Local Topography, 2010

The corner of Selby and Western avenues is a vibrant microcosm of the city of St. Paul—an intersection of race, class, culture, age, origin, history and ethnicity. In approaching this project, I asked: How do we understand community?

At the core of the installation are 30 silhouettes of people who live, work and go to school in this neighborhood. My process involved meeting people and drawing their silhouettes, then running those drawings through an unthreaded sewing machine. The resulting patterns of holes, created by the needle, allowed me to use them as stencils. I sifted powdered charcoal through the stencil holes onto windows and walls. Here, I’m also “pouring” light through the holes. I overlap and combine these images to create anew—a human map, topography of the neighborhood, a terrain of community.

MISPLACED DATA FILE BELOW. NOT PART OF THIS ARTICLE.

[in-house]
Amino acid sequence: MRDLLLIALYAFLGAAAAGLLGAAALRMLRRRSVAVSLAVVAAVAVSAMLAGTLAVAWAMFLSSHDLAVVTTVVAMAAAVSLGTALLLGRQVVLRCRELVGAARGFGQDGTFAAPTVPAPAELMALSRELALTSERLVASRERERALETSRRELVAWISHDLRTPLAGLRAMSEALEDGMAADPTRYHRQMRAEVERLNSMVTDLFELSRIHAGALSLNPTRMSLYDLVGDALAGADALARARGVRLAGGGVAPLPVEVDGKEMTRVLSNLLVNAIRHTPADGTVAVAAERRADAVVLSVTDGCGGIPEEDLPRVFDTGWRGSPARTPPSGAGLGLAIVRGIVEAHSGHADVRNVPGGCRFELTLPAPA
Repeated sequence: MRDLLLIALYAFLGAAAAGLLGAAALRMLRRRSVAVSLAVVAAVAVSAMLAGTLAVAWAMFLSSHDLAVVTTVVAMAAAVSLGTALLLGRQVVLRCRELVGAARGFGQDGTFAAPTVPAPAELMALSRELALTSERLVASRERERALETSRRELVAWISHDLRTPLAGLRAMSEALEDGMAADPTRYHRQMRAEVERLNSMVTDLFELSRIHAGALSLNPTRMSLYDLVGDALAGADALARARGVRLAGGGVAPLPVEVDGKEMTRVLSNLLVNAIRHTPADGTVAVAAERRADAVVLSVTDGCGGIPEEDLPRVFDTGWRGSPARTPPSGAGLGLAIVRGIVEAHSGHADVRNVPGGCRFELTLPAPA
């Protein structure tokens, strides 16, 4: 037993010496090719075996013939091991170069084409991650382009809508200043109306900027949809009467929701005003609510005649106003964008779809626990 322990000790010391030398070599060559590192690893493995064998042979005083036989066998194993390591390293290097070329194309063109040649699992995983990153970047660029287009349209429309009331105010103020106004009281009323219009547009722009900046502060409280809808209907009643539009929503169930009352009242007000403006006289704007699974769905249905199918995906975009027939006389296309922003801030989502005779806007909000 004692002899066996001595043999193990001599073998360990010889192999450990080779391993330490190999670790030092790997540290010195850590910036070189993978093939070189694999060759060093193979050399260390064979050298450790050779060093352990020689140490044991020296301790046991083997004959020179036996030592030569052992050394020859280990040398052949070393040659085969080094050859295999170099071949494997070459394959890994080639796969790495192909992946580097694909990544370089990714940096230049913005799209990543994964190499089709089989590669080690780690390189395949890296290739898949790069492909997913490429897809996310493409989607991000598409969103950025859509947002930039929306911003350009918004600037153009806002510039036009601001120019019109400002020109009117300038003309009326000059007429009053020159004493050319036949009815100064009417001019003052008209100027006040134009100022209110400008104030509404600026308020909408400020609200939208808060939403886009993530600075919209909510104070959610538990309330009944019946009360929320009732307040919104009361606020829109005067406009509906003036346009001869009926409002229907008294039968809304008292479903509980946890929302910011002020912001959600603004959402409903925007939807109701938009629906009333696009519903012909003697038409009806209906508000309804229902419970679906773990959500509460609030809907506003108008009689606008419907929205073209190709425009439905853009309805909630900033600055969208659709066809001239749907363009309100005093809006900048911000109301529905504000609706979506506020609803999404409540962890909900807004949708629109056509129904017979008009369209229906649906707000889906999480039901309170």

Sewing is an age-old practice that connects materials for protection, decoration and comfort. The use of a mark that originates from sewing acknowledges our yearning for cohesion and attachment. I like to think this richness can be suggested visually through the mark that comes from my sewing machine, referencing the loose yet essential ways in which a community is “held together.” The ambiguity of the mark symbolizes how connection is possible though not certain, which I intend as an expression of hope and as recognition of the need for human action to make true, meaningful connections.